63. Buzzcocks - Singles Going Steady

63.  Buzzcocks – Singles Going Steady (1980). Buzzcocks were ground zero for the whole pop punk phenomenon of the Nineties and beyond. And, this album is the perfect introduction to the bands’ music, as it is a compilation of singles from other albums, non-LP singles and B-sides. In any case, it is a classic album.

62. Bram Tchaikovsky - Strange Man Changed Man

62. Bram Tchaikovsky – Strange Man, Changed Man (1979). After Tchaikovsky left The Motors, he started a new band with his name. And, this debut album is a near perfect power pop classic. The album is led by “Girl of My Dreams” and “Lady from the USA”, both odes to some messed-up love affairs between a man and sex dolls. Listen closely to the lyrics.

61. General Public - All the Rage

61. General Public – All the Rage (1985). When The English Beat broke up, Dave Wakeling and Ranking Roger started General Public as their new project, while the others went on to form Fine Young Cannibals. General Public’s debut album was the best, spawning two great Top 40 hits that should have been bigger hits than they were. The first, “Tenderness”, went light on the ska and heavy on the pop to create a plea for utopian love, while “General Public” was more of the band’s mission statement. Unfortunately, the duo could not follow up this great album.

Well, sports fans, we are now three-fifths the way through this countdown. I hope its stirring up some memories.

Just a reminder that Record Store Day is coming in mid-April, and the list of special vinyl and cassette releases has been posted on the holiday’s website, Bowie fans, there are three new vinyl releases scheduled for that day. The list is long and interesting, and, in my humble opinion, lacks any true must-haves. Nonetheless, I am looking forward to the day.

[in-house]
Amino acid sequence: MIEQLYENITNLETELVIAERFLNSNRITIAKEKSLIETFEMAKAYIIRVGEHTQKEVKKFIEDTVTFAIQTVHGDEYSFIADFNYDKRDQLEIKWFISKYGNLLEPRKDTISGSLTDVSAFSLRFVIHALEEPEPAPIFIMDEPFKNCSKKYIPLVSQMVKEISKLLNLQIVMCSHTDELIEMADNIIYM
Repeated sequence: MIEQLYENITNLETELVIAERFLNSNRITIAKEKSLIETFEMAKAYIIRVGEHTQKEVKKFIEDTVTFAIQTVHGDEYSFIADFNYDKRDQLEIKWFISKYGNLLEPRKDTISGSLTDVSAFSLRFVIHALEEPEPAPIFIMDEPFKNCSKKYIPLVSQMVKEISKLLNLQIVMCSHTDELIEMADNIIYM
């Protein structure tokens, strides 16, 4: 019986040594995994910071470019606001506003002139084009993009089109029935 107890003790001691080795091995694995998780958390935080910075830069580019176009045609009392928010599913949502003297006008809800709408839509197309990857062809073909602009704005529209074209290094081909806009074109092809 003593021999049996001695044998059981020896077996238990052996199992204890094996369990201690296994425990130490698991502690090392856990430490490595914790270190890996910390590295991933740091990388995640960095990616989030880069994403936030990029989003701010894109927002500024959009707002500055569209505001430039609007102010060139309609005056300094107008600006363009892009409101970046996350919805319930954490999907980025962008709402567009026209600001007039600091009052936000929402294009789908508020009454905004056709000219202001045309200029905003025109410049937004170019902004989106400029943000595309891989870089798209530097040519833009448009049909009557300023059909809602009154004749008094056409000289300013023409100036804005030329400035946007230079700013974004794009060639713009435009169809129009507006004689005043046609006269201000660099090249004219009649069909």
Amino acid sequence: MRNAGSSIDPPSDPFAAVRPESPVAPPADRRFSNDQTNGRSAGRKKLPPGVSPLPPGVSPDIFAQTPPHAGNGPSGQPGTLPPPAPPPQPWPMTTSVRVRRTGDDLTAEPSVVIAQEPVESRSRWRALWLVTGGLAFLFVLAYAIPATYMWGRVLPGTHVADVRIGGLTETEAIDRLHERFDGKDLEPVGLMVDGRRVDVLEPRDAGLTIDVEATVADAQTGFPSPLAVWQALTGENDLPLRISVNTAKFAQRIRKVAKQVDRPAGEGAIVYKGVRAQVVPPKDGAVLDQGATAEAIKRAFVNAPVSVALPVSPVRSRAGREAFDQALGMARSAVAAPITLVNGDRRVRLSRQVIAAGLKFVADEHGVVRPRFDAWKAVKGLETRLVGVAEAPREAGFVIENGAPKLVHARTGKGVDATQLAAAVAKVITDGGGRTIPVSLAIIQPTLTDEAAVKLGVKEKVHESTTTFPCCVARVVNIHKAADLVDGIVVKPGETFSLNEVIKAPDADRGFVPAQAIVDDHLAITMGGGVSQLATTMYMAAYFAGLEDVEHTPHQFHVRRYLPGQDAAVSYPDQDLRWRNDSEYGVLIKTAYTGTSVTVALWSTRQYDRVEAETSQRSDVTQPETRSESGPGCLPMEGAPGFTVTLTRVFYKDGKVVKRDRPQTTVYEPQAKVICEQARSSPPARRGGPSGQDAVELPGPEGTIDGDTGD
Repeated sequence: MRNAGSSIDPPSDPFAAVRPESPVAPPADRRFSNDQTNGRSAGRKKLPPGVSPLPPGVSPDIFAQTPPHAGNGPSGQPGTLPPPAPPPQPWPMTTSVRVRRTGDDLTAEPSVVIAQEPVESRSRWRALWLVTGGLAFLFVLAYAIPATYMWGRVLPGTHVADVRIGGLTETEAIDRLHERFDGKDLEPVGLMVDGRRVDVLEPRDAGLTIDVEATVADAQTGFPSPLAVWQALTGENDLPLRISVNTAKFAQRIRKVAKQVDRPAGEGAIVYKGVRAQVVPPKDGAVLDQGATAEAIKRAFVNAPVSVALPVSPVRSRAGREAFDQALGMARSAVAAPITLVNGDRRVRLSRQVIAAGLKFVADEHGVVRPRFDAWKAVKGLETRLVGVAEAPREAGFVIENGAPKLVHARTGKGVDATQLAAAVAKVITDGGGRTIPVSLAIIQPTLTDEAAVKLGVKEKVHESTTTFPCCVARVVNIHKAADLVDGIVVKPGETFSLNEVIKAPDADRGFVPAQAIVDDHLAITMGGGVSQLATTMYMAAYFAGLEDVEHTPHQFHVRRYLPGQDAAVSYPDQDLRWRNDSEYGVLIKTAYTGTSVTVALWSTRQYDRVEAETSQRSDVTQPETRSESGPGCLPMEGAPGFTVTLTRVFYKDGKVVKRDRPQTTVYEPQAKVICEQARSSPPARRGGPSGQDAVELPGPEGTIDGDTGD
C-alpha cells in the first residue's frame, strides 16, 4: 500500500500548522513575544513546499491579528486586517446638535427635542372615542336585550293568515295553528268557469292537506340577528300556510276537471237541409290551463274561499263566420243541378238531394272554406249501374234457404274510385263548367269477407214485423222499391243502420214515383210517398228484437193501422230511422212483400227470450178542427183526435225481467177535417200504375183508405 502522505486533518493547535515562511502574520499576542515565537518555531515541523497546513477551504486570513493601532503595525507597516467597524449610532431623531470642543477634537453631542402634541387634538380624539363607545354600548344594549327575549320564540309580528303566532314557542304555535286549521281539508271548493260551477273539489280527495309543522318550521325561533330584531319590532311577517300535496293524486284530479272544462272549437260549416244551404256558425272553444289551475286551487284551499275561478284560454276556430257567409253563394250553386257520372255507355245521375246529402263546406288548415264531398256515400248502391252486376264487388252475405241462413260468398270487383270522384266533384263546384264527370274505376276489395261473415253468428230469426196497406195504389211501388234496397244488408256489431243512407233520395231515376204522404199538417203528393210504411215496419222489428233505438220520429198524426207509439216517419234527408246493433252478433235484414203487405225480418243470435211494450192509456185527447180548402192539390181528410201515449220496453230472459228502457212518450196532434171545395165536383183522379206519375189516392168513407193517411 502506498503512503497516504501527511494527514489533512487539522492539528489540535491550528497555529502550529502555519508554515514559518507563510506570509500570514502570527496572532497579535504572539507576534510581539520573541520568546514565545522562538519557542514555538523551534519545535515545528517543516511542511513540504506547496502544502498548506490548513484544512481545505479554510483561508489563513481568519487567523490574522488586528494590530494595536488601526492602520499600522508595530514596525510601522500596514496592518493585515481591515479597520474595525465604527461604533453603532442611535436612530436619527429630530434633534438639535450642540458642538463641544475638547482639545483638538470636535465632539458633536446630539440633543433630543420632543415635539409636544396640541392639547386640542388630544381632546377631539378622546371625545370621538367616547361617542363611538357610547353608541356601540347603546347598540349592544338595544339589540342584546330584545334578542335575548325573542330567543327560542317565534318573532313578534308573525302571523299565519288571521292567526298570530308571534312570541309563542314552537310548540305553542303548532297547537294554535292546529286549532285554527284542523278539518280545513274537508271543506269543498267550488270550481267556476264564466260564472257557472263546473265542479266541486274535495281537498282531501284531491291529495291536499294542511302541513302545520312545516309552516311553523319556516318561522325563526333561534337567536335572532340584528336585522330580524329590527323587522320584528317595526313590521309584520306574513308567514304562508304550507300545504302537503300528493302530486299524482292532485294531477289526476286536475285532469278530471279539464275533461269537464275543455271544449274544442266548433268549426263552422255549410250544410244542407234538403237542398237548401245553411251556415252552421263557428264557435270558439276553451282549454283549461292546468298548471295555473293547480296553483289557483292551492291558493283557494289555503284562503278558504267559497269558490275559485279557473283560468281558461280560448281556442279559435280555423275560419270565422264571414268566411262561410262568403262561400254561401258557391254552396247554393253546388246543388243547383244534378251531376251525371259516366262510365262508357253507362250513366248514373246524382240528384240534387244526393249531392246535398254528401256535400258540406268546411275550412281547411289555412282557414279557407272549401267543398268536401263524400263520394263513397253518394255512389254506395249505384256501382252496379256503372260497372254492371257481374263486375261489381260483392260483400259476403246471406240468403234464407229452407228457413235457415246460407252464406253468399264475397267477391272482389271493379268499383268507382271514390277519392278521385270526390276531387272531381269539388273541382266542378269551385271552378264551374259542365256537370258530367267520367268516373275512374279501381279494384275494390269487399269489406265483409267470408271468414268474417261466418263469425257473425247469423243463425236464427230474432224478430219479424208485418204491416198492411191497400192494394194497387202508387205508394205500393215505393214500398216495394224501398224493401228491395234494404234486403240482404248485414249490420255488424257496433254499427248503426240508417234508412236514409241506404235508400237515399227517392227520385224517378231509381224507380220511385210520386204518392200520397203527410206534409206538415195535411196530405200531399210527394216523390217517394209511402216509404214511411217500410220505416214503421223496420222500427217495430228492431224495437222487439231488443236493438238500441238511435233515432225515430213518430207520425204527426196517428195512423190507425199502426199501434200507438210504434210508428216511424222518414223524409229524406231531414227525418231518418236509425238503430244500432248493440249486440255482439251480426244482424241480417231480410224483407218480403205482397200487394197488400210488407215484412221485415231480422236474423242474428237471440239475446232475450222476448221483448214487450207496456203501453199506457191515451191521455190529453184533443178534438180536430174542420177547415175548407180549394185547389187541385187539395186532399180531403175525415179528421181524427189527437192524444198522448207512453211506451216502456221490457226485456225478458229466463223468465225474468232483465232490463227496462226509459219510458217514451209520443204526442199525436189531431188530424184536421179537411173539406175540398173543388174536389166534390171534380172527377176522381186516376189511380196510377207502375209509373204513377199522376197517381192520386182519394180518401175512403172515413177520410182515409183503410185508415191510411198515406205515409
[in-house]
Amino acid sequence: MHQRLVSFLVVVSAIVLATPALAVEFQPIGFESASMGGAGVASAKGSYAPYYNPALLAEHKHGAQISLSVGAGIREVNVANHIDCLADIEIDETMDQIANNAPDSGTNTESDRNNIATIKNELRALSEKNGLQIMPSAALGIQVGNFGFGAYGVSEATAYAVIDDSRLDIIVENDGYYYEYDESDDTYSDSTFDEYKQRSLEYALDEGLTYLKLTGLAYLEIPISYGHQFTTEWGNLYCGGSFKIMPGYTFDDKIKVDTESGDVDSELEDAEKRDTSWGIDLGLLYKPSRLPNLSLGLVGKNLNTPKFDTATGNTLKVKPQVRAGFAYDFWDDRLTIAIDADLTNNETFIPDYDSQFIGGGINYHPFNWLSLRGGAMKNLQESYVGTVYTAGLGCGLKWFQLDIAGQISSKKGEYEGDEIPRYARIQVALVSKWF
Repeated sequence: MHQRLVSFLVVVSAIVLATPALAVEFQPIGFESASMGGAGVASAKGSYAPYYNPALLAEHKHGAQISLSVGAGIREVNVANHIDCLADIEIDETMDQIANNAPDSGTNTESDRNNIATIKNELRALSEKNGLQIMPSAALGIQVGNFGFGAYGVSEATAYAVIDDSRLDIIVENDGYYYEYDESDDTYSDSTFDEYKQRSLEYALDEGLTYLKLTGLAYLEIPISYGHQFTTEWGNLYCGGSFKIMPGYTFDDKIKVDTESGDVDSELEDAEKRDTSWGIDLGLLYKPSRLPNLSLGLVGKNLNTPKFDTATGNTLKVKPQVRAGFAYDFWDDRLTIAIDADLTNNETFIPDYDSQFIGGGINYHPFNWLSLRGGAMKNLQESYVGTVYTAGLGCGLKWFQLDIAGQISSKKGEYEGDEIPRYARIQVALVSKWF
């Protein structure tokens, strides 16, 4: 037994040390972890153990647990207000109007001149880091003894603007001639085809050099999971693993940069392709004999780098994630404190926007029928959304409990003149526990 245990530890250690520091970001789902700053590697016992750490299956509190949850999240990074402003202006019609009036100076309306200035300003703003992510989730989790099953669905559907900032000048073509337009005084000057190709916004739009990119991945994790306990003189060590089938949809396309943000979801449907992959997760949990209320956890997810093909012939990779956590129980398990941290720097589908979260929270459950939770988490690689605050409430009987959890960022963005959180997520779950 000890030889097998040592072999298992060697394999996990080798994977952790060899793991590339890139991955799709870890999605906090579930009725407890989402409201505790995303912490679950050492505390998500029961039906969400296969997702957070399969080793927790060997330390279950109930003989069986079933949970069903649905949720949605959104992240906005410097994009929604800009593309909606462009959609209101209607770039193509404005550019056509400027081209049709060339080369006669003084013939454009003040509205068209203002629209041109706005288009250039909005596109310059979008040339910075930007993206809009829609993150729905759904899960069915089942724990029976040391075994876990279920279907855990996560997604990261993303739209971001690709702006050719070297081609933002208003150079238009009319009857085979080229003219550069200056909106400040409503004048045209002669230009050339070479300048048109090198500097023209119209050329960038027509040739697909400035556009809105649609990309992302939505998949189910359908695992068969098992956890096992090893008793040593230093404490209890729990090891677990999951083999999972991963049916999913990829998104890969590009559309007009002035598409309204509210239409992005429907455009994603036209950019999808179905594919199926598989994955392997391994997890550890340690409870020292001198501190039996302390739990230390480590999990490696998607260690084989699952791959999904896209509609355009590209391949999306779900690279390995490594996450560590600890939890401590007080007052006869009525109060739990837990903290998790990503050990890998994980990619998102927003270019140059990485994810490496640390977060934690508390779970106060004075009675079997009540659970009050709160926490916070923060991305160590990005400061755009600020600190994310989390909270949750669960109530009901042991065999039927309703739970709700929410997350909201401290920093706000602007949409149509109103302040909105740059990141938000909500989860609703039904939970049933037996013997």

Top 100 New Wave Albums: Day Three, #71-80

New Wave.10

Welcome to Day Three of my self-indulgent countdown of my 100 favorite albums from the original Golden Age of pop/rock/dance music called New Wave. Technically, those years ran from the mid-Seventies to the beginning of Nineties Alternative Nation. And, although most of us were impressionable kids back when this music was popular, New Wave is considered to be a great era for music. In other words, we were lucky to be alive during this time period, although I personally never want to go back to my teenage years without the wisdom I have gained through my “hard knock life.”

Enough of this! Let’s get to the countdown of Day Three of my countdown of the Top 100 New Wave Albums.

80. Midnight Oil - Diesel And Dust

80. Midnight Oil – Diesel and Dust (1988). In the wake of U2’s Joshua Tree, artists were making grandiose statements both lyrically and musically. Australia’s Midnight Oil was primed for such a leap in their music when they released Diesel and Dust, which was all about the plight of Australia’s Aboriginal population. The difference with this band was the lead singer actually entered government work in the climate department by helping the country make a positive impression. This is one band who actually put money where their mouths were.

79. Berlin - Pleasure Victim

79. Berlin – Pleasure Victim (1982). L.A.’s Berlin represented the USA’s entry into synth pop sweepstakes with the release of their debut album, Pleasure Victim. While the music was pure European, the lyrics of female sexual awakening was purely American. The best songs are “Sex (I’m A…)” and “The Metro”.

78. XTC - Drums and Wires

78. XTC – Drums and Wires (1979). Before XTC became known for their take on lush Rubber Soul-like pop music in the mid-Eighties and beyond, they were a new wave band with herky-jerky rhythms ripe for Pogo-ing on the dancefloor. Drums and Wires was their finest album of this stage of their career, with the great “Making Plans for Nigel” being the hit song here.

77. The Undertones - The Undertones

77. The Undertones – The Undertones (1979). Their are two versions of this album. My preference is the re-release of the album because it includes The Undertones’ greatest single “Teenage Kicks”. That song alone is worth the price of admission, but the rest of the album is excellent as well. This album is highly regarded in the UK, where it is often listed at the top, or very near the top, of numerous polls of the greatest albums of the Seventies. Here, The Undertones is a footnote and a cult delight.